Once someone becomes committed to a belief there is a tendency to refuse to acknowledge any facts to the contrary. This selective sifting out of contrary realities is called willful ignorance. Often willful ignorance has disastrous consequences. Willful ignorance, for example, was at the heart of the space shuttle Challenger disaster in 1986. The report on this incident cited willful ignorance concerning a small component of the shuttle as the cause of the explosion. There is even an interesting book about the perils of willful ignorance. It is “Willful Blindness: Why We Ignore the Obvious at our Peril”.
So, when I came across a video recently of William Lane Craig confidently asserting that the rapture of the church was never taught in the early church, I just shake my head at yet another example of willful ignorance. In recent years books such as “Dispensationalism before Darby”, and “Ancient Dispensational Truth” have demonstrated that the apostolic fathers had rapture on their minds. Consider just one example. Here is Irenaeus (ca. 130-202), “And therefore, when in the end the Church shall be suddenly caught up from this, it is said, “There shall be tribulation such as has not been since the beginning, neither shall be.” He is a particularly interesting example. He had learned the Christian faith from his mentor Polycarp. Polycarp had been a disciple of the apostle John. So not only is Irenaeus writing about the rapture but we can trace his understanding back to the apostles.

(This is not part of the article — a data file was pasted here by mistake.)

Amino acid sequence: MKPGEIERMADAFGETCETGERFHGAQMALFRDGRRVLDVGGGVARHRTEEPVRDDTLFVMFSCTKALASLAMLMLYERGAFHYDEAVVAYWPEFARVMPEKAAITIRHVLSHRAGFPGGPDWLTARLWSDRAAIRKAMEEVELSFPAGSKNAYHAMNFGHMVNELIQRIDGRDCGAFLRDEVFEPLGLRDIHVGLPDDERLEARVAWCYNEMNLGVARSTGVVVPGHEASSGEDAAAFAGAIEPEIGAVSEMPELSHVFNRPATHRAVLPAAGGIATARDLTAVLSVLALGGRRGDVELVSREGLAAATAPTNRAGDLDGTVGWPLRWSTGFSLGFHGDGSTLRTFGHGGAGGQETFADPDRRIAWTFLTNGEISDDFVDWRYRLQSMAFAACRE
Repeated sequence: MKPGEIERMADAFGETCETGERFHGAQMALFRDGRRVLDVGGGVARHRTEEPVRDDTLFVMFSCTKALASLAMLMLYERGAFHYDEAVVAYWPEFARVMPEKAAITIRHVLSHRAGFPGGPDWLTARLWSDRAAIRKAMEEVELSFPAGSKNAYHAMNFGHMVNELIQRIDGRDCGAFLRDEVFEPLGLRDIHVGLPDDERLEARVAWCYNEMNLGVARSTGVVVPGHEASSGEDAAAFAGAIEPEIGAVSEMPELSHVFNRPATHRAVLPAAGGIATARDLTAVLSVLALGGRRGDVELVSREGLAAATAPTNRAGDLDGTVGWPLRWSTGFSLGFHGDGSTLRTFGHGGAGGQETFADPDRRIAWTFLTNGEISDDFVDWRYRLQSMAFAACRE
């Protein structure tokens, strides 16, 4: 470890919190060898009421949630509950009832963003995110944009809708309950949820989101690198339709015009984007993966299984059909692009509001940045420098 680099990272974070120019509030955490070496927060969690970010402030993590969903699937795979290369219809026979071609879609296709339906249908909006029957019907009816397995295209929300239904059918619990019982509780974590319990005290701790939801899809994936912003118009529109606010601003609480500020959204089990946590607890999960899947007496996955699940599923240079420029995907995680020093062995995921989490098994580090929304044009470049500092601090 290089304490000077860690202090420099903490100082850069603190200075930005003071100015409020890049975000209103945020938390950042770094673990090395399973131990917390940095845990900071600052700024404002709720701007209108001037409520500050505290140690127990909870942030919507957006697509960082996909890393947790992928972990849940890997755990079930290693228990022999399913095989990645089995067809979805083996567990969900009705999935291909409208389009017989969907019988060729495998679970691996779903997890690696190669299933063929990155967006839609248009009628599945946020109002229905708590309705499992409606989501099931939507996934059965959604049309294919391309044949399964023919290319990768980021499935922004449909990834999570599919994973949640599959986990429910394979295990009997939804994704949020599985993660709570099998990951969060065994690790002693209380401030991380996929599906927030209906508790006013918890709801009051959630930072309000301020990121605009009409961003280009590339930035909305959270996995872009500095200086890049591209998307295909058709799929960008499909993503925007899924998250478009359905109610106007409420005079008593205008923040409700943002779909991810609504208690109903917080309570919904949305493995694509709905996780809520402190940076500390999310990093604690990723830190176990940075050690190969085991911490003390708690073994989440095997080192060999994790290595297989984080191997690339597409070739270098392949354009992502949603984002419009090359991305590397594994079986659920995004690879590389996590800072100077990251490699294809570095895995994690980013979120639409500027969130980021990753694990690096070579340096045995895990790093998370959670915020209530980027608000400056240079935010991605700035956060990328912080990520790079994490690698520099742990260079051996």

I think William Lane Craig’s willful ignorance is lamentable. He has been a notable Christian apologist. While I don’t share his evidentialist approach to apologetics, I nevertheless am grateful he has a prominent platform to address agnostic and atheist objections to Christianity. However, when he says willfully ignorant things, he damages his credibility. Nothing worse than an apologist that can’t be believed.
 Irenaeus of Lyons, “Irenæus against Heresies,” in The Apostolic Fathers with Justin Martyr and Irenaeus, ed. Alexander Roberts, James Donaldson, and A. Cleveland Coxe, vol. 1, The Ante-Nicene Fathers (Buffalo, NY: Christian Literature Company, 1885), 558.